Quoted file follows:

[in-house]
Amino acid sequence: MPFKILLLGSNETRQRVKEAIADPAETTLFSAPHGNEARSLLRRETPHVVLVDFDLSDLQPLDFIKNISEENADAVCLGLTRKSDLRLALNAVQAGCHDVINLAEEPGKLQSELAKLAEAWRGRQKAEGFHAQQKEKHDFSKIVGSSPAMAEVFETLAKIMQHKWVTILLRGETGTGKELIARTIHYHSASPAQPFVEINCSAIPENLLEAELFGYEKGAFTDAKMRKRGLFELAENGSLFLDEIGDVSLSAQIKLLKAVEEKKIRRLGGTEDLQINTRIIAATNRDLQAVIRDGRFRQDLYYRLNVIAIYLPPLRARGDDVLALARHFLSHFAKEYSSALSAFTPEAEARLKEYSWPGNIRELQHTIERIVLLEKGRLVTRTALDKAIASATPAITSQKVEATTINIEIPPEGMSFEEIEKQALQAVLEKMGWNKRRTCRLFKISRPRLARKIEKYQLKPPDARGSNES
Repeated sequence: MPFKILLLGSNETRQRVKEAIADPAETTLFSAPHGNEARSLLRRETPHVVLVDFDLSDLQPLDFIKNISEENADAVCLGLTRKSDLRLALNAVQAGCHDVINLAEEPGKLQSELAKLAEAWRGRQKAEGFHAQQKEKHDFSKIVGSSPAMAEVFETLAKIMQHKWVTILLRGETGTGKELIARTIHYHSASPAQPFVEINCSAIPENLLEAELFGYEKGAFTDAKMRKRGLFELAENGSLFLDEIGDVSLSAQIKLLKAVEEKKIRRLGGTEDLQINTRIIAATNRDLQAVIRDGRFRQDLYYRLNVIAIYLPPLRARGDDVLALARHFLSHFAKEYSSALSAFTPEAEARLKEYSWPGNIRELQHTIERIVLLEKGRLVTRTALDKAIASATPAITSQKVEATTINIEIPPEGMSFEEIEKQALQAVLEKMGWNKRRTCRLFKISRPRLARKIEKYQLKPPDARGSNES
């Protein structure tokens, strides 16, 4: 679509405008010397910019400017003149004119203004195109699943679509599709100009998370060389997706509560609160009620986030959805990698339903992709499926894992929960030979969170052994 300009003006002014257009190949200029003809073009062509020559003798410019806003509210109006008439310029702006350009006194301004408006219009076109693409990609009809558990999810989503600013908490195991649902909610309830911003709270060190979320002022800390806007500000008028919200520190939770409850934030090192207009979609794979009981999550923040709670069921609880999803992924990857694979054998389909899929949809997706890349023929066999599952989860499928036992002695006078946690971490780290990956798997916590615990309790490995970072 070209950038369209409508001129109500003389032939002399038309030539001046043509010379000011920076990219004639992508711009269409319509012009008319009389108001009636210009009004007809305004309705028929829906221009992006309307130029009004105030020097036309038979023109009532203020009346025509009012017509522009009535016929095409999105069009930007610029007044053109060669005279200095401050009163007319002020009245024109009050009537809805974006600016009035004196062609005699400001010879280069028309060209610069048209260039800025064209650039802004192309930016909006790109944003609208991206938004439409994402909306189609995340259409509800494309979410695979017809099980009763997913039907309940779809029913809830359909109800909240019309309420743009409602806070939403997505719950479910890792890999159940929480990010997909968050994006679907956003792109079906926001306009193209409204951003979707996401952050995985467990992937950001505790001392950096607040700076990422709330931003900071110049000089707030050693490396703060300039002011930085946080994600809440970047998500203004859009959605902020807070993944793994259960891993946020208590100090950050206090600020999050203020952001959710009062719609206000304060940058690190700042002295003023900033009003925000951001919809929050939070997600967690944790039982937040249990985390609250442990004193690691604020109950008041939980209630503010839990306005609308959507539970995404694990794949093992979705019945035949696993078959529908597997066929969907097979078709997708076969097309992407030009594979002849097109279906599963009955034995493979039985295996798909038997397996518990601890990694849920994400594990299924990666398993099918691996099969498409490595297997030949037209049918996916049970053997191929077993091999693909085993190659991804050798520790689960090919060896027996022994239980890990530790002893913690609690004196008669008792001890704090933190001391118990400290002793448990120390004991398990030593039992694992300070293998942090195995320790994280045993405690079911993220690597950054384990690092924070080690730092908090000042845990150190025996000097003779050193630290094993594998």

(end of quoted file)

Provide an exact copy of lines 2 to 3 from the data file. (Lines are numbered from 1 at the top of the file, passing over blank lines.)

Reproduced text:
Amino acid sequence: MPFKILLLGSNETRQRVKEAIADPAETTLFSAPHGNEARSLLRRETPHVVLVDFDLSDLQPLDFIKNISEENADAVCLGLTRKSDLRLALNAVQAGCHDVINLAEEPGKLQSELAKLAEAWRGRQKAEGFHAQQKEKHDFSKIVGSSPAMAEVFETLAKIMQHKWVTILLRGETGTGKELIARTIHYHSASPAQPFVEINCSAIPENLLEAELFGYEKGAFTDAKMRKRGLFELAENGSLFLDEIGDVSLSAQIKLLKAVEEKKIRRLGGTEDLQINTRIIAATNRDLQAVIRDGRFRQDLYYRLNVIAIYLPPLRARGDDVLALARHFLSHFAKEYSSALSAFTPEAEARLKEYSWPGNIRELQHTIERIVLLEKGRLVTRTALDKAIASATPAITSQKVEATTINIEIPPEGMSFEEIEKQALQAVLEKMGWNKRRTCRLFKISRPRLARKIEKYQLKPPDARGSNES
Repeated sequence: MPFKILLLGSNETRQRVKEAIADPAETTLFSAPHGNEARSLLRRETPHVVLVDFDLSDLQPLDFIKNISEENADAVCLGLTRKSDLRLALNAVQAGCHDVINLAEEPGKLQSELAKLAEAWRGRQKAEGFHAQQKEKHDFSKIVGSSPAMAEVFETLAKIMQHKWVTILLRGETGTGKELIARTIHYHSASPAQPFVEINCSAIPENLLEAELFGYEKGAFTDAKMRKRGLFELAENGSLFLDEIGDVSLSAQIKLLKAVEEKKIRRLGGTEDLQINTRIIAATNRDLQAVIRDGRFRQDLYYRLNVIAIYLPPLRARGDDVLALARHFLSHFAKEYSSALSAFTPEAEARLKEYSWPGNIRELQHTIERIVLLEKGRLVTRTALDKAIASATPAITSQKVEATTINIEIPPEGMSFEEIEKQALQAVLEKMGWNKRRTCRLFKISRPRLARKIEKYQLKPPDARGSNES